It's amazing when one thinks about it, how much of our theological correctness is unquestionaly taken on without revisiting the context in which these decisions were made- all within a patriarchy, which is inherently dualistic.

For me personaly, it's in part what makes it so exciting to be a gay Christian in these times as patriarchy struggles with the challenge to its mysogeny and homophobia.

Thanks for a wonderful post.

David@Montreal

Lindy said...

Thanks Fran, I needed that. And back at you, you right-on blogger you.

Right David, thanks for an insightful comment. I do have a homophobia post in the works... so far just in my head. I am too mad to write it right now. And I also want to write some about this little Bible study I accidentally got myself roped into. If you think Sarah Palin is nuts, just wait till I tell you about Beth More!

For now, love, and have a good weekend!

Lindy

Grandmère Mimi said...

Lindy, my theory of salvation is closer to Abelard's than to any other that I have read or heard, and I don't agree with him 100%. He was declared a heretic. So.... He was popular and prominent enough to get caught in his heresy. I'm not. I still say the Nicene Creed and mean what I say.

Most of those who were declared heretics were searching for truth, just as most thinking Christians are.

Wormwood's Doxy said...

Oh! Do tell about Beth More, Lindy! Last weekend, I was chatting with a member of Dear Friend's church, and she was gushing about Beth More and talking about wanting to bring it to the parish.

My antenna immediately went up--and not in a good way. Should I give DF the heads-up that, if this woman mentions it to him, he should gently, but firmly, tell her "No"?

Thanks!
Doxy

Lindy said...

Oh, Doxy, no. Gentle, but firm... no. If your friend gently, but firmly, tells her no it will only be seen as a temporary set back. Beth More is a freaking cult, I'm telling you. It's like crusillo, EFM, and those other cults. Run, run as fast as you can, from Beth More.

More later (and, yes, I found that pun mildly amusing.)

Wormwood's Doxy said...

Hey!

You do know I'm an EFM mentor, don't you?

Lindy said...

Obviously, I did not. Now that I think of it so is another blog friend. And I like you both, I do. I just felt that that the EFM people in my parish, and the crusillo people too, were a little clickish. But, now that I think of it, the whole parish was that way.

Still, I wasn't impressed with the EFMers. They seemed unable to incorporate new information and then work with a whole body of knowledge. And they DID NOT like to be challenged. If they learned it in EFM then it was that way for ever and for always. Information from outside EFM was suspect. Also, I didn't think they should be so prissy. Really, I didn't. That's just me.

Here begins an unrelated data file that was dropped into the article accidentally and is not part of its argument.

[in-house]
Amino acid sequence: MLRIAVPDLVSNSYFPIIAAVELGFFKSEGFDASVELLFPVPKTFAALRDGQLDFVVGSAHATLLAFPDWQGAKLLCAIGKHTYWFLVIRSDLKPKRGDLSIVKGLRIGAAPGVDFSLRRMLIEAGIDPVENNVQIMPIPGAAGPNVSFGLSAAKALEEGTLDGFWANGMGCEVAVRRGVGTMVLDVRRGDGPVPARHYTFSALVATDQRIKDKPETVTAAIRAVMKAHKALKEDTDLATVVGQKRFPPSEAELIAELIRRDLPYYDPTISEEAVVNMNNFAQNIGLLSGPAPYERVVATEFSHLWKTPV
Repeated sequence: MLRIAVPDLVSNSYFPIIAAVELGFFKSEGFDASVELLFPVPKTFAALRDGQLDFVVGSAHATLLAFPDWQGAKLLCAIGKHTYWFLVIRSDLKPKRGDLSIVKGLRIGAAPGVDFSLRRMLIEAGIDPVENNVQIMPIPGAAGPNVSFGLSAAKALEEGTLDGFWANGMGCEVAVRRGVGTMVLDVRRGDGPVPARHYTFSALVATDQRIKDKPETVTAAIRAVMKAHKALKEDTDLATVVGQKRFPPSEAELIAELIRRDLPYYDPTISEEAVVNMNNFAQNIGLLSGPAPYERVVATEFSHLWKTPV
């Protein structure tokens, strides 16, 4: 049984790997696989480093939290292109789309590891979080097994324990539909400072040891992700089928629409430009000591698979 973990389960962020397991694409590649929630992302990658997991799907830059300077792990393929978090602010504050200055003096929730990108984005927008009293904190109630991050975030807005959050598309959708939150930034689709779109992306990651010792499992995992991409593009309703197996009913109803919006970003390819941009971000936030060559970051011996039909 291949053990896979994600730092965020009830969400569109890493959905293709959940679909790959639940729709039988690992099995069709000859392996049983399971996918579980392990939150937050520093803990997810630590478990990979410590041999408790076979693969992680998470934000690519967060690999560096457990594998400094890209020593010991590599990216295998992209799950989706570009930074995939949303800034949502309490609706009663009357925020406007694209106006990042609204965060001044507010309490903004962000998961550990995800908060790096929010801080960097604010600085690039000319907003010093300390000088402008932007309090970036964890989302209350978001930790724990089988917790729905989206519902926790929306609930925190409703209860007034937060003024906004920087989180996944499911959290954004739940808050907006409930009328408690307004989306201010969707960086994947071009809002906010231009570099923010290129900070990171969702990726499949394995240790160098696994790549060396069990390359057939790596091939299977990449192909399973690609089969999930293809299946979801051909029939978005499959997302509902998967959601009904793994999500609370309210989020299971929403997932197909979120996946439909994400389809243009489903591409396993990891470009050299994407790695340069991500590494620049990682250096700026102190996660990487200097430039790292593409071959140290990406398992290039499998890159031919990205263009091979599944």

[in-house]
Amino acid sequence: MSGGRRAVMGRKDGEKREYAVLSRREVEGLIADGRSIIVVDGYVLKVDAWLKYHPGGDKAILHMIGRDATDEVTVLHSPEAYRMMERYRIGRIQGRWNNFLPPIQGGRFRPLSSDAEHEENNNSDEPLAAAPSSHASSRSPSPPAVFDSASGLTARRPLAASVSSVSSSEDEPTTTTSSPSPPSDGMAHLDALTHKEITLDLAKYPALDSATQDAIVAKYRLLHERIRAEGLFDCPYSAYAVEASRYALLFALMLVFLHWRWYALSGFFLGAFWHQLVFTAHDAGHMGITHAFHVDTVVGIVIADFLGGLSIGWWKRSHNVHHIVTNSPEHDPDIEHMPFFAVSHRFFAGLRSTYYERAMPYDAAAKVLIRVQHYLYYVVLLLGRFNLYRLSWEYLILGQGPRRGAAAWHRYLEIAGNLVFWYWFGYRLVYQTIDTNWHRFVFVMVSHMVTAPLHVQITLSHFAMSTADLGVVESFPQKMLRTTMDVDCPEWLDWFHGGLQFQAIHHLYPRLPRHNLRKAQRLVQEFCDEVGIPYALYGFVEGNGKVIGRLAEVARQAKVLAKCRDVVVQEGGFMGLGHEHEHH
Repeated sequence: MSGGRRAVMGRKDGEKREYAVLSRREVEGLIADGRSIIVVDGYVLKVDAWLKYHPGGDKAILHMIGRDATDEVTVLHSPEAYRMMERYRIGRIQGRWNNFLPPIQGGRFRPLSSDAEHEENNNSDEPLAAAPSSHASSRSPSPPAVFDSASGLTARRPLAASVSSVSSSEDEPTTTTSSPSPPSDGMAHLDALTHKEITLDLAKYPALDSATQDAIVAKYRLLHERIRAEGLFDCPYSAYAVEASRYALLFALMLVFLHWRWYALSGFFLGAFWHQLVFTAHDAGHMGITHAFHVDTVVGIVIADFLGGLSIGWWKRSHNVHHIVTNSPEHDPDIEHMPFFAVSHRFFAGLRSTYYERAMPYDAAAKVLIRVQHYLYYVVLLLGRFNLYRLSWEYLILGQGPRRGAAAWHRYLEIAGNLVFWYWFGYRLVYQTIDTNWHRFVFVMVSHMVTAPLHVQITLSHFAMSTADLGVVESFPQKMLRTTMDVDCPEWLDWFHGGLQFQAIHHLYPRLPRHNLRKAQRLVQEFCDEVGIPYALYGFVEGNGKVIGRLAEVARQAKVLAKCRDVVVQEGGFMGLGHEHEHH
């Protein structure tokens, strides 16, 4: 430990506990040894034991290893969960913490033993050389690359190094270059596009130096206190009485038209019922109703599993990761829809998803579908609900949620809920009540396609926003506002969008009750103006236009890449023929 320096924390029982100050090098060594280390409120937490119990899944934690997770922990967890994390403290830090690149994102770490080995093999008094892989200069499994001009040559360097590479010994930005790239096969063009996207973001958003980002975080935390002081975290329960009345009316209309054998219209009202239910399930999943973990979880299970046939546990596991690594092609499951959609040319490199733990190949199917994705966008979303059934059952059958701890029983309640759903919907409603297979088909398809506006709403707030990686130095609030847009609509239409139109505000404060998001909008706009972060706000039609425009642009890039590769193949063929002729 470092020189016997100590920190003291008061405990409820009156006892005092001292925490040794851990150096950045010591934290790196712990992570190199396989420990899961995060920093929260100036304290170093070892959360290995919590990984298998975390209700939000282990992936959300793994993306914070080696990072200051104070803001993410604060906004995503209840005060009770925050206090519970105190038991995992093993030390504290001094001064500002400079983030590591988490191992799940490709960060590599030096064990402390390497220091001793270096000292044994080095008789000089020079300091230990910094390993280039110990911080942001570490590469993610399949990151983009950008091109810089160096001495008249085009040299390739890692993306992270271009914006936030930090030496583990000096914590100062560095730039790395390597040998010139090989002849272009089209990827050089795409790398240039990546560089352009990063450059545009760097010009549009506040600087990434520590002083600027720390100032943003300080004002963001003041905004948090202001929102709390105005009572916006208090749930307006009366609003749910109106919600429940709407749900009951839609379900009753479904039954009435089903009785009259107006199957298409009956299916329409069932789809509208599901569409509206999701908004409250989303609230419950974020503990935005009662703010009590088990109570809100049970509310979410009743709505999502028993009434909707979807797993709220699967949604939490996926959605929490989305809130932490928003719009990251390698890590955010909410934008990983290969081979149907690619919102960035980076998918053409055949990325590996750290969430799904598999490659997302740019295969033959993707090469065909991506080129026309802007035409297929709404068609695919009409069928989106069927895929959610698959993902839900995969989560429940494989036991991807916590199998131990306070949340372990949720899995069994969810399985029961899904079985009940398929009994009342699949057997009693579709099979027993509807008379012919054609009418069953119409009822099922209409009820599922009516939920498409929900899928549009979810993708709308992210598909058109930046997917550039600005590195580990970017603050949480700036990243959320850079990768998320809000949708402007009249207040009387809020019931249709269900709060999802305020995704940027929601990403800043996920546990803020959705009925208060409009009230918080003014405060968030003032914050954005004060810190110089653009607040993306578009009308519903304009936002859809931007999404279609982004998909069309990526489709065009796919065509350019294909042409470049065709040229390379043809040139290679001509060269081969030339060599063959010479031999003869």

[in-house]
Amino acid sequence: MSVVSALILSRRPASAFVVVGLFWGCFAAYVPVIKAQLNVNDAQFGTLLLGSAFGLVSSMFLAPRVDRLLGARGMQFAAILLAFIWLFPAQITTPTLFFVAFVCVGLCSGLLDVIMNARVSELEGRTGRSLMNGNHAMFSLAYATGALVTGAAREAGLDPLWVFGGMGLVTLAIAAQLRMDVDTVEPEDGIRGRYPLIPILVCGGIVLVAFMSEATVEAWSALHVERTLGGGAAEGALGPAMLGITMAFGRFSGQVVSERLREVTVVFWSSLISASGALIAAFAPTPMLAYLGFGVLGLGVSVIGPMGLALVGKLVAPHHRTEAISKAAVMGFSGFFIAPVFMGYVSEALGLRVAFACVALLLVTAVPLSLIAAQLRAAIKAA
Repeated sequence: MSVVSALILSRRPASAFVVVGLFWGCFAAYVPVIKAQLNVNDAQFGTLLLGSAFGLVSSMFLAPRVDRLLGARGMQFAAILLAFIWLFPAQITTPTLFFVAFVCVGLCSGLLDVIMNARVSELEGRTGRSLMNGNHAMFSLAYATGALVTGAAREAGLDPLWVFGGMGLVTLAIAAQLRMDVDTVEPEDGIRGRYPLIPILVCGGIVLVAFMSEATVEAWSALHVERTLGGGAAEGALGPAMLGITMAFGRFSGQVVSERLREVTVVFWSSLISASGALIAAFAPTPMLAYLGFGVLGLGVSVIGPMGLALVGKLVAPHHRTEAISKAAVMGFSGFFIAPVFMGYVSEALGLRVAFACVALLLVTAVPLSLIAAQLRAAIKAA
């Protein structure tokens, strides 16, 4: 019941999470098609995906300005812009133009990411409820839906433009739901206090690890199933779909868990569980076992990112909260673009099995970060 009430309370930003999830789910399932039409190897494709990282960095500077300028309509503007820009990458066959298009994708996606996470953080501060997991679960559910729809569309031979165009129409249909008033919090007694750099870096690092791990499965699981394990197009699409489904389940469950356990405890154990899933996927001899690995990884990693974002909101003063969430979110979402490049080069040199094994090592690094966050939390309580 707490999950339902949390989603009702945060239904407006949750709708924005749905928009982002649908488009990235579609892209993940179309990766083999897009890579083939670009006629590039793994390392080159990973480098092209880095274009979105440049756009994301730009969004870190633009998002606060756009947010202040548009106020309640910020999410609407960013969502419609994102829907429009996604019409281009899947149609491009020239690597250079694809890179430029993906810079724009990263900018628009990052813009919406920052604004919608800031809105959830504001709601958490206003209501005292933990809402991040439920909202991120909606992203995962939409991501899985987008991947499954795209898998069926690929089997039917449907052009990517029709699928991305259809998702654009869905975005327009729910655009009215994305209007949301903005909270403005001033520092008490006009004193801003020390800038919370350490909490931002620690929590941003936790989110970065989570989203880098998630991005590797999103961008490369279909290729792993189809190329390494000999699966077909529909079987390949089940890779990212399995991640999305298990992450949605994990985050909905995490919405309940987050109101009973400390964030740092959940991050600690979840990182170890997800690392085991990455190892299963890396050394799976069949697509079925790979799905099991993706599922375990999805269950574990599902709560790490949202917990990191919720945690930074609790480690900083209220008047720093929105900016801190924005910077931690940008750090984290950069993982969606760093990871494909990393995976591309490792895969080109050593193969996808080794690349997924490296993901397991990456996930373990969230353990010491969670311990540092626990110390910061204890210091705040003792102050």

Then there's you and Ann... two of the smartest women on the internets, I really believe that, and you're not prissy at all. It might just be these dang Texans. I swear, Doxy, I've GOT to get out of here.

Please don't take offense. I shouldn't have said what I did. I don't know enough about EFM or crusillo to make any broad general statements. I am sorry.

Lindy

Wormwood's Doxy said...

Oh, honey! I laughed! I should have put the winky thing in...

EFM is like anything else---in the wrong hands, it can be deadly. I work really hard not to BE the wrong hands, but I am well aware of many of my faults as a mentor and must constantly battle them. The part that worries me is the faults I'm not aware of...

EFM is designed to help people learn to think theologically---on purpose. We all think theologically about some things, but EFM is supposed to help us make it a regular practice. I love that it is designed for the laity, and that it pounds into our heads that we are ALL called to ministry by virtue of our baptisms. That's something we still don't hear enough about---every time I start recruiting for a new seminar, I hear "But I don't want to be ordained!"

Neither do I...

You can only speak of your experience, and I can see how EFM can be just as you described. But I will say this...it turned me into an Anglican (and I mean that in the old, good, sense!), and gave me back my faith. I'm awfully glad I did it---so glad, in fact, that I KEEP doing it!

Cheers,
Doxy

Lindy said...

I'm glad to hear that about EFM. And I'd trust you to make any program into something good and Anglican.

For me it was a coupld of old altar guild women who were the personal agents of my really becomming an Anglican. After the Wednesday morning service they'd drag me back into our tiny sacticisty and explain everthing to me, and then I'd listen in as they talked about what ever we were going to do with Martyn Minns down the street. This was mid-late 1980's... Just goes to show you, don't underestimate the prophetic powers of the altar guild.